Morocco helps INTERPOL crack down on human trafficking, migrant smuggling
At least 195 people were arrested in an INTERPOL-led crackdown on human trafficking and migrant smuggling, with the support of Morocco, the International Criminal Police Organization announced on Friday.
Nearly 500 victims of human trafficking – including children – were rescued part of this operation carried out March 28 through April 2, with the support of 24 countries representing source, transit and destination locations in Africa and Europe. Some 760 irregular migrants have been identified, the Lyon-based organization said in a press release.
The operation has also led to the arrest of 195 people, including 88 for human trafficking and 63 for smuggling. Some 44 other individuals were arrested for other charges such as document fraud, theft, drugs-related crimes and environmental offenses, the press release said.
“Morocco played a strong role in the operation by hosting the Operational Coordination unit and making 49 arrests, almost exclusively linked to migrant smuggling,” INTERPOL added.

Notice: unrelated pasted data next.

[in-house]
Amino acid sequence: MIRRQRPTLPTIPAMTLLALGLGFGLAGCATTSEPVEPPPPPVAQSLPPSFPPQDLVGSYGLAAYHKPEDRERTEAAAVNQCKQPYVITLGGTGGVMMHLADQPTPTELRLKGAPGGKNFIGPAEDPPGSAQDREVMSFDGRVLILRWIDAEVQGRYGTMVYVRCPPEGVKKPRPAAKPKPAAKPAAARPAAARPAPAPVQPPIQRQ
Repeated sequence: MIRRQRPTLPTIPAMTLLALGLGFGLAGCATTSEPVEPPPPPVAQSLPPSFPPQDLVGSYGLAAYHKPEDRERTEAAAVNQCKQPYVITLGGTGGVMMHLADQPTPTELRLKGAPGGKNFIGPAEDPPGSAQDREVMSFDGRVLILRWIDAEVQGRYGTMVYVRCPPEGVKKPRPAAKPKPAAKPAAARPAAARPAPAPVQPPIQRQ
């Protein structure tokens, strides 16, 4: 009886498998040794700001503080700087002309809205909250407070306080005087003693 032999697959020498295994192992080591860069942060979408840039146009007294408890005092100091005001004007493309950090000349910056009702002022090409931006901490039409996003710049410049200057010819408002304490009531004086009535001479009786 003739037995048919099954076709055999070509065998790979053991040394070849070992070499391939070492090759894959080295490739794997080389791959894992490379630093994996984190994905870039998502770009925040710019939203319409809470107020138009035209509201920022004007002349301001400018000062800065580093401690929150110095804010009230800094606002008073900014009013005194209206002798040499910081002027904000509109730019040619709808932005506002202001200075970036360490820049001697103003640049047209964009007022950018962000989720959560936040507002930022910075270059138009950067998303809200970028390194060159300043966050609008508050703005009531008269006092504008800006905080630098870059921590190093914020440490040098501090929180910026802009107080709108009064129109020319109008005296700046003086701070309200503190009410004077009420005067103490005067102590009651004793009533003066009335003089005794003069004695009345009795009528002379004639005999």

Also, “Spanish authorities acted on intelligence from Morocco, and arrested two key smugglers known for facilitating the transport of irregular migrants from the African continent using rigid inflatable boats and lorries.”
“This joint operation was supported by a number of partners, with the International Organization for Migration (OIM) playing a key role in victim assistance. The United Nations Office on Drugs and Crime also provided judicial support, and intelligence was generated by AIRCOP, Europol and the AU-Horn of Africa Initiative on Human Trafficking and Migrant Smuggling,” the organization explained.
Operation Weka (STOP in Swahili) once again demonstrated how closely linked migrant smuggling and human trafficking are, particularly in a global health crisis.
INTERPOL Secretary-General Jürgen Stock, quoted by the release, noted that “these victims could not simply walk away from the horrific situation they found themselves in and the suffering they endured.”
“This is why INTERPOL’s work does not stop here. We will continue to help countries untangle sensitive and complex cases, which, will undoubtedly generate more arrests in the months to come,” he said.